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White spatial politics in alternative food activism in Argentina
Dr. Daniela Marini, Assistant Professor,
Integrative, Religious and Intercultural Studies Department, Grand Valley State University
From a political ecology framework attentive to the articulated effects of race and nature, this paper addresses whiteness in alternative food activism in Argentina. Empirically, I analyze the activist work (2015 – 2018) of an agroecology organization located in Río Cuarto, an agricultural hub in central Argentina. I argue that activist work resisting pesticide drift from industrial agriculture neglect the unequal exposure to toxicity of farmworkers who fall outside racial and ethnic identifications. In so doing, agroecology advocates reinforce on-going process of racialization of the labor force while pave the way for a double standard in food production. The paper suggests a need for deeper attention to the ways in which practices of racialization work in and through ideas of nature and proper environmental relations in seemingly progressive food paradigms.
Daniela Marini is an Assistant Professor in the Integrative, Religious and Intercultural Studies Department at Grand Valley State University, Michigan. She completed her Ph.D. in geography at University of Colorado Boulder in 2020. Daniela’s dissertation, “Nature, Race and Nation in Argentina’s Soy Toxic Landscapes,” mobilizes a political ecological analysis to investigate racial dynamics in alternative food movements. The cultural politics of food and environmental activism are at the core of her research and teaching interests. In the Spring of 2020, Daniela is teaching “Food Matters” and “Interdisciplinary Research Studies” to a student body composed mostly of first generation to college students. The paper she will be presenting has been submitted for publication to the Latin American and the Caribbean Ethnic Studies (LACES) in a special issue on whiteness in Latin America.
The heat is on: investigating new applications for satellite-based sea surface temperatures in glacier-ocean systems
Tasha Snow, Ph.D. Candidate, Department of Geography,
Cooperative Institute for Research in Environmental Sciences, University of Colorado Boulder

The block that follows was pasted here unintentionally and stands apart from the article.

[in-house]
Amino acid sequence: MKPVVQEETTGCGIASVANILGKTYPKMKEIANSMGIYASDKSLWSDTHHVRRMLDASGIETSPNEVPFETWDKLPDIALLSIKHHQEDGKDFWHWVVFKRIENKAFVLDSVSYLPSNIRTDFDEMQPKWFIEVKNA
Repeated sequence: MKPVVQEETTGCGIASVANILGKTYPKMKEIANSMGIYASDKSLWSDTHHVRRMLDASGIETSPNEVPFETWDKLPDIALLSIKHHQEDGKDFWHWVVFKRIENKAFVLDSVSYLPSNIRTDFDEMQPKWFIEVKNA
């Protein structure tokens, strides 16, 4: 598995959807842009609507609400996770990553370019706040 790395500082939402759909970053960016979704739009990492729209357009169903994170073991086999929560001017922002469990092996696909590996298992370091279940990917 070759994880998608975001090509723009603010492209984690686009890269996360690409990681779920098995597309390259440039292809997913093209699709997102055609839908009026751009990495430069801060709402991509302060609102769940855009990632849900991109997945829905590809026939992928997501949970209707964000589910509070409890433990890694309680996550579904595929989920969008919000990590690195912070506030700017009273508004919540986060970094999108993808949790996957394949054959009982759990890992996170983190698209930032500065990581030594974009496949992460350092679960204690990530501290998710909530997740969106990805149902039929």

The Greenland Ice Sheet contributes one-quarter of global sea level rise each year, and approximately half of its loss occurs at outlet glaciers along its periphery. Antarctica’s contributions are more uncertain, but ice loss has been increasing. Glacier melting caused by interactions with relatively warm ocean water is a primary mechanism for these ice losses, and it can lead to massive ice instabilities with rapid sea level rise. Field measurements serve as the predominant method for studying these harsh and remote ocean environments but have often only been acquired within the last decade and only in a few locations around Greenland and Antarctica. Since many glaciers began to change before that period, the lack of measurements requires us to rely on an understanding of contemporary ocean processes and, from that, make inferences of past conditions to evaluate the ocean’s role in observed glacier change. Satellite-derived sea surface temperatures may provide insight into glacier-ocean interactions, but they have been historically underutilized around the ice sheets. In my dissertation, I explore the utility of sea surface temperatures in expanding ocean observations near Greenland and Antarctica. I show new ways to apply sea surface temperatures to characterize ocean currents, reconstruct surface and subsurface water temperatures, and determine the mechanisms driving warm water toward vulnerable glaciers around the Greenland and Antarctic Ice Sheets. My work suggests that sea surface temperatures, when used with other glacier-atmosphere-ocean datasets, can provide new insight into ocean and ice variability that sheds light on the phenomena that cause glacier change.